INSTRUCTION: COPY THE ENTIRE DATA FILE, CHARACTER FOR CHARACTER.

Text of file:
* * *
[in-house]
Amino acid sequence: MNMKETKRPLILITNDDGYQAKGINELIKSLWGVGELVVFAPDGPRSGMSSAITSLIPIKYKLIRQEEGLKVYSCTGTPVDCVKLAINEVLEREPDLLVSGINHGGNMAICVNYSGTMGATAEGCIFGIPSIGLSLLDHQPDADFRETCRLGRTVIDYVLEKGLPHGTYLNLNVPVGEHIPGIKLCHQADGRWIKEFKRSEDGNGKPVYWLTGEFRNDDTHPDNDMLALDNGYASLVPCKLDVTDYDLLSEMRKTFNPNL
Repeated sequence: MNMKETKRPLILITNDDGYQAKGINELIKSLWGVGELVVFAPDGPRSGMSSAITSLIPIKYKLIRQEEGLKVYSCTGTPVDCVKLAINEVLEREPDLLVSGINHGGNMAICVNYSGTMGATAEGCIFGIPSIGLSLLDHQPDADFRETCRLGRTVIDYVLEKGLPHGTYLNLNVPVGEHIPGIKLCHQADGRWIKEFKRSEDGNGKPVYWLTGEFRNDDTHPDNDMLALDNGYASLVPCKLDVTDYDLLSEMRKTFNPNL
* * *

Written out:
[in-house]
Amino acid sequence: MNMKETKRPLILITNDDGYQAKGINELIKSLWGVGELVVFAPDGPRSGMSSAITSLIPIKYKLIRQEEGLKVYSCTGTPVDCVKLAINEVLEREPDLLVSGINHGGNMAICVNYSGTMGATAEGCIFGIPSIGLSLLDHQPDADFRETCRLGRTVIDYVLEKGLPHGTYLNLNVPVGEHIPGIKLCHQADGRWIKEFKRSEDGNGKPVYWLTGEFRNDDTHPDNDMLALDNGYASLVPCKLDVTDYDLLSEMRKTFNPNL
Repeated sequence: MNMKETKRPLILITNDDGYQAKGINELIKSLWGVGELVVFAPDGPRSGMSSAITSLIPIKYKLIRQEEGLKVYSCTGTPVDCVKLAINEVLEREPDLLVSGINHGGNMAICVNYSGTMGATAEGCIFGIPSIGLSLLDHQPDADFRETCRLGRTVIDYVLEKGLPHGTYLNLNVPVGEHIPGIKLCHQADGRWIKEFKRSEDGNGKPVYWLTGEFRNDDTHPDNDMLALDNGYASLVPCKLDVTDYDLLSEMRKTFNPNL